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Water Safety: An Overview for those Responsible in Healthcare

by Water Hygiene Centre, on 27-07-2017
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Back in 2002 the largest outbreak of Legionnaires ’ disease occurred in Barrow in Furness [B-i-F]. The investigation report identified six key failures. Coupled with the fact that in the last few weeks numerous Healthcare organisations have fallen into the media spotlight for various estates issues, such as non-compliance and backlog maintenance.

This blog will aim to provide an overview to those who are responsible for ‘Water Safety’ in Healthcare organisations.


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Water Safety Law, Guidance and Compliance

ACoP L8 fourth edition provides advice on how to comply with the Health and Safety at Work etc Act 1974 [HSWA] and Control of Substances Hazardous to Health Regulations 2002 [COSHH] with respect to the risk from exposure to Legionella bacteria. The ACoP L8 are approved by the HSE with the consent of the Secretary of State. It details recommended methods and advice on how to achieve compliance.


ACoP L8 and the supporting HSG274 documents are not compulsory [unless specifically stated] other action can be taken. To follow the guidance you will normally be doing enough to comply with the law.


Compliance principles related to the safety of healthcare organisation estates and facilities are ‘enshrined’ in the Health & Social Care Act 2008 [Regulated Activities] Regulations 2014. More specifically Regulation 12[2][h] states that registered healthcare providers must assess the risk of, and prevent, detect and control the spread of, infections including those that are healthcare associated.


Failure to comply with the this Act and the Care Quality Commission [Registration] Regulations [2009] is an offence.


As with the ACoP L8 and supporting HSG274 documents, the HTM04-01 documents are not compulsory. To follow HTM04-01 documents you will normally be doing enough to comply with the law.


HTM04-01 was updated in 2016. The main changes with the 2016 edition:


  • Provides comprehensive guidance on measures to control waterborne pathogens;

  • Aligning with the HSE revised ACoP L8 and HSG274 documents;

  • The removal of the addendum and creation of Part C. With Part B outlining the remit and aims of the Water Safety Group [WSG] and Water Safety Plan [WSP];

  • New guidance on the hygiene storing and install of fittings and components. Including the competency of those working on water systems;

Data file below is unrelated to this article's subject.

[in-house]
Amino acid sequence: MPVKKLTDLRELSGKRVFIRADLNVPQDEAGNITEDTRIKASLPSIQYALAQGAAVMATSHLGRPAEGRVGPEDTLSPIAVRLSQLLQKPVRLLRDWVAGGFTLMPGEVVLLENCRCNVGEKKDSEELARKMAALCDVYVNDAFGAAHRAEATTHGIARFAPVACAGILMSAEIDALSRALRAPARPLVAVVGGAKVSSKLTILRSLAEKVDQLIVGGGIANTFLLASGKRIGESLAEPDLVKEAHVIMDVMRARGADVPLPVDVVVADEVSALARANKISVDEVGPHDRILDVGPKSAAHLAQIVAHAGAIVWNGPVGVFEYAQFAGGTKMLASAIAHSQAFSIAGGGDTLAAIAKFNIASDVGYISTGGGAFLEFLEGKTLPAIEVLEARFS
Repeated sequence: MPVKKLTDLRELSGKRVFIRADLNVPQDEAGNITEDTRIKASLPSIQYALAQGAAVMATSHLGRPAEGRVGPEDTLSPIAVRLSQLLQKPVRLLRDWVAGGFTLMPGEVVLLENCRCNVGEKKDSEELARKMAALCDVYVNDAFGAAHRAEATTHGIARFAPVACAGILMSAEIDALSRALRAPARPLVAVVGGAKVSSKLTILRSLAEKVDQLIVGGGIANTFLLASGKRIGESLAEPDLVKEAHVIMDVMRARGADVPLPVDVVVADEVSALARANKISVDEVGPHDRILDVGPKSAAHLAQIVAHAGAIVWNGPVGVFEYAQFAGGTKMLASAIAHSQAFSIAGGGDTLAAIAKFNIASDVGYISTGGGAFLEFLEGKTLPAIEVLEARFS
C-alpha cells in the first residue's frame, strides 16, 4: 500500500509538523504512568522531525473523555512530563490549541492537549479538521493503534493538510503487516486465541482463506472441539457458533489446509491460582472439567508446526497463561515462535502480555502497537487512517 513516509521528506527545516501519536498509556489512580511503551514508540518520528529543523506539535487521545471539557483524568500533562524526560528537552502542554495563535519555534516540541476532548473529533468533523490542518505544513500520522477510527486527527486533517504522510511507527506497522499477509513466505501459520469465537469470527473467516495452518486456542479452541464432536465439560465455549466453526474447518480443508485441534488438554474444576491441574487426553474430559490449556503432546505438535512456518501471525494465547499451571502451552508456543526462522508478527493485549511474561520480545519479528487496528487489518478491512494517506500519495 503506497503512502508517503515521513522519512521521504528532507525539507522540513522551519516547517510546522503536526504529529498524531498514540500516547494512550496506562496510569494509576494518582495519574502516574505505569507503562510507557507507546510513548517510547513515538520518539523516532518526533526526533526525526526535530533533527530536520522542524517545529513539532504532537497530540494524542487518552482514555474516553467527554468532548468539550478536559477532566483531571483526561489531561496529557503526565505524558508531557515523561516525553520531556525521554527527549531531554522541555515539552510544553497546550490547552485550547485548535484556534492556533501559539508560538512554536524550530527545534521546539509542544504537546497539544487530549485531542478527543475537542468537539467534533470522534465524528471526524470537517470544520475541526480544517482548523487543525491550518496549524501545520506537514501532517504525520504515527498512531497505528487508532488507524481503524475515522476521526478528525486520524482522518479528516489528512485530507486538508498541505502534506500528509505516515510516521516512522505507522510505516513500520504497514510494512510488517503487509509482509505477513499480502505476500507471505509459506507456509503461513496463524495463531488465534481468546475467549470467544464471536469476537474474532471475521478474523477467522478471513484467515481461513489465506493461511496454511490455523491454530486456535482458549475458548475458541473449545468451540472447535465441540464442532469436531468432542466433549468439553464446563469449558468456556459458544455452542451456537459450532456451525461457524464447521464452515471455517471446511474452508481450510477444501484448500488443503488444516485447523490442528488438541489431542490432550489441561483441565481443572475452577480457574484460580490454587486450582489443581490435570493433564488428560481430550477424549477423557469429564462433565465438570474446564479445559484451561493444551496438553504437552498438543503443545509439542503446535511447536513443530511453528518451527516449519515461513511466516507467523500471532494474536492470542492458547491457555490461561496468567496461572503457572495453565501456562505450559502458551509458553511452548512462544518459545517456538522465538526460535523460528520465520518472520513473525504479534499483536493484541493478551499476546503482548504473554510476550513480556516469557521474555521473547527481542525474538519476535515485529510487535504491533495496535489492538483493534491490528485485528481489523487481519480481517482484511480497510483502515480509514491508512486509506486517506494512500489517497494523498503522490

Water Safety Plans and Water Safety Groups

One of the six failures with the B-i-F outbreak included poor lines of communication and unclear lines of responsibility. To ensure such failures do not occur, a multidisciplinary group should be established, otherwise known as the Water Safety Group [WSG].


The group should ensure appropriate expertise is available to ensure a range of competencies exist to share the responsibility and collective ownership for the identification of hazards relating to water, the assessment of risk, the necessary control measures, monitoring requirements and incident arrangements.


The Water Safety Group could include representation from Estates [operational and projects], infection control, microbiology, specialist departments & users of water [Inc. augmented care], facilities [Inc. housekeeping], an Authorising Engineer [Water]. The Water Safety Group should be chaired by a person with management responsibility for water. There should be clearly defined roles and communications pathways [lines of accountability] for all up to the duty holder.


Those healthcare organisations which have existing robust documentation for water management such as policy, risk assessments operational control procedures will have much of the integral requirements of a Water Safety Plan [WSP]


The size and complexity of the Water Safety Plan will entirely depend on the healthcare organisation and the types of buildings, types of water / risk systems and the patients they treat. Ultimately the Water Safety Plan provides the healthcare organisation with a risk-management based approach to water safety, with established practices and operational procedures based on identified and assessed hazards.


In summary, each healthcare organisation should demonstrate compliance, suitable governance, competency of those involved and finally the accountability arrangements are in place for the delivery of safe water. These parameters can be achieved through an established Water Safety Group & a robust Water Safety Plans.


Editors Note: The information provided in this blog is correct at date of original publication - July 2017. 

© Water Hygiene Centre 2019

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About the author

Water Hygiene Centre

The Water Hygiene Centre was established in 2009 to address the lack of independent water hygiene consultancy within the industry. From our humble beginnings, we have established ourselves as a market leader, helping clients identify and minimise the risk of waterborne contamination and disease, whilst improving compliance performance.

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